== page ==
Winter is always a time to stay warm inside at home, enjoying indoor pursuits, but particularly so during this surge in the pandemic. For this reason, our Winter issue features a long piece of fiction to read, a chapter from David Kendall’s gripping novel Slag. We have published the chapter that is set in Escarpment territory: the Cheltenham Badlands.
Contrasting that curl-up-and-read experience is our feature on the wildlife photography of Jennifer Howard. Simply gorgeous photos of birds and mammals in winter are given the space they deserve, and are accompanied by her notes about how she captured each scene.
As it’s winter after all, we couldn’t resist an article by sportsman Albert Bedward about how to survive kayaking in the colder weather. His story and photos about paddling to Nottawasaga Island in Georgian Bay give us views of the Niagara Escarpment from a rarely seen perspective.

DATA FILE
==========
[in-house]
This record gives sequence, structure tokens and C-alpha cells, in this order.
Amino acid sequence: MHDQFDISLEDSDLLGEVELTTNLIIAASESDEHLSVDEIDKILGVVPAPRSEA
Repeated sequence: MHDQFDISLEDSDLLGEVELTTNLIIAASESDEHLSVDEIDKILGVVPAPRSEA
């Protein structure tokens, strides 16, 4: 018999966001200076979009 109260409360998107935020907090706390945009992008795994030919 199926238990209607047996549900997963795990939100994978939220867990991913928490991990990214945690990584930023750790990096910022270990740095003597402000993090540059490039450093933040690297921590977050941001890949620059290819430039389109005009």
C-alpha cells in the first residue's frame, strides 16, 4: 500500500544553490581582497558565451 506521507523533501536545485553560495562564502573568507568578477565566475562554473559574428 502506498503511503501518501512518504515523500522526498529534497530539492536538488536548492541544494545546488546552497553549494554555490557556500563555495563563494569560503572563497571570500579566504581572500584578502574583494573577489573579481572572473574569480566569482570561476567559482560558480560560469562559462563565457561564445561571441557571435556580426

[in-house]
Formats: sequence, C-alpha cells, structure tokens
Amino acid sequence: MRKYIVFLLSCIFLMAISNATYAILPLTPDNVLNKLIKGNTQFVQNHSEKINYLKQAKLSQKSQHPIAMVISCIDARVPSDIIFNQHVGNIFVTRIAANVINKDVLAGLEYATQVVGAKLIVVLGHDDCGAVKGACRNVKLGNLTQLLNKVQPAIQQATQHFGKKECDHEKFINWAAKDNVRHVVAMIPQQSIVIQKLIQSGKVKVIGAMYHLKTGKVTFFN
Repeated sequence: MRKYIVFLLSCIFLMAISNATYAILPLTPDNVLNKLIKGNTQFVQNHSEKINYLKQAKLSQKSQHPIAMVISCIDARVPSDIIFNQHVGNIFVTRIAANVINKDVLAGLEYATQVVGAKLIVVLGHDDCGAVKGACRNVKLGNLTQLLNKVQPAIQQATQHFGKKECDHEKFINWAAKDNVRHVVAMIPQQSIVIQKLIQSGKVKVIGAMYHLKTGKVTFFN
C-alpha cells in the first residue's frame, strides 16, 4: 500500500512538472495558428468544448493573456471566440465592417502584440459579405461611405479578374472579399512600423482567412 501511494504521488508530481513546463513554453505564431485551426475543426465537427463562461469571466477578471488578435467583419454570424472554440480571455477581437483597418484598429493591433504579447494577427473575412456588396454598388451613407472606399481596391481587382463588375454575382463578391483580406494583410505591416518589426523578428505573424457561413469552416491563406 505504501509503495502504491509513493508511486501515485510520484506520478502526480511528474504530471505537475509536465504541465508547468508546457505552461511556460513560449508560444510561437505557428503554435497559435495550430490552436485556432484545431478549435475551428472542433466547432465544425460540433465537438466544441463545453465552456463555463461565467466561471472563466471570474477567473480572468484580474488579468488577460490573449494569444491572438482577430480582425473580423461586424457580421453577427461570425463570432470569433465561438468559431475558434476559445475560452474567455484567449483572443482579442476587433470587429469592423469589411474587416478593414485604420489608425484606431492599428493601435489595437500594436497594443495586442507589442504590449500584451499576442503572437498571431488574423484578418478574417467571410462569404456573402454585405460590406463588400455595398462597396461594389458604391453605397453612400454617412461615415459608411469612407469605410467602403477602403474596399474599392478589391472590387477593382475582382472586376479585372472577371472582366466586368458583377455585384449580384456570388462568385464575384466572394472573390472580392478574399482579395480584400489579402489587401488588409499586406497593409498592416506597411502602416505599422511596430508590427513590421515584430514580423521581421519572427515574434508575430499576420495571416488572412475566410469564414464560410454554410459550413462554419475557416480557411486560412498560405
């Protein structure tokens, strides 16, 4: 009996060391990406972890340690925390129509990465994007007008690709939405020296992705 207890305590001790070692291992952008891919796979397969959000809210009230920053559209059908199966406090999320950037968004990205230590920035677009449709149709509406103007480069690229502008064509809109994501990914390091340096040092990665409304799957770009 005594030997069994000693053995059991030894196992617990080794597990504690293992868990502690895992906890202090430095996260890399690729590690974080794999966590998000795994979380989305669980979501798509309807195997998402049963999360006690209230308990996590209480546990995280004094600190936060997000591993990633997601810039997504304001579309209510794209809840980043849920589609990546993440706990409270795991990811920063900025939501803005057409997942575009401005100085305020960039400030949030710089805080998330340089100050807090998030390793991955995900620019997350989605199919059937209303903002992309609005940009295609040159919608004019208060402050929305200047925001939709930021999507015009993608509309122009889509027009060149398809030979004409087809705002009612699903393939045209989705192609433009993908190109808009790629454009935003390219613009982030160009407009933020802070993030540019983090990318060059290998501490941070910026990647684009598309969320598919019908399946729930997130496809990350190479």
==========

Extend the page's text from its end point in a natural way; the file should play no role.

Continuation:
Rounding out the issue are three short pieces: Mike Davis’ photos of cheerful and funny painted rocks that people have left on a town trail, the end of a beloved country bakery, and the poignant and sad photos of art installations that called attention to the shocking plight of missing and murdered Indigenous women and girls.
Our regular columns, “View of Land Conservation” and “The Gift of Land” are joined by a third, guest column by our summer student Katelynn Baksa-Wiltshire. This self-styled suburban girl got a crash course in managing an Escarpment forest!
To get your free copy of this Autumn issue, go to one of the places at https://neviews.ca/get-free-copies/. And let us know what you think of these features! To subscribe and get future issues delivered right to your door, see https://neviews.ca/subscribe/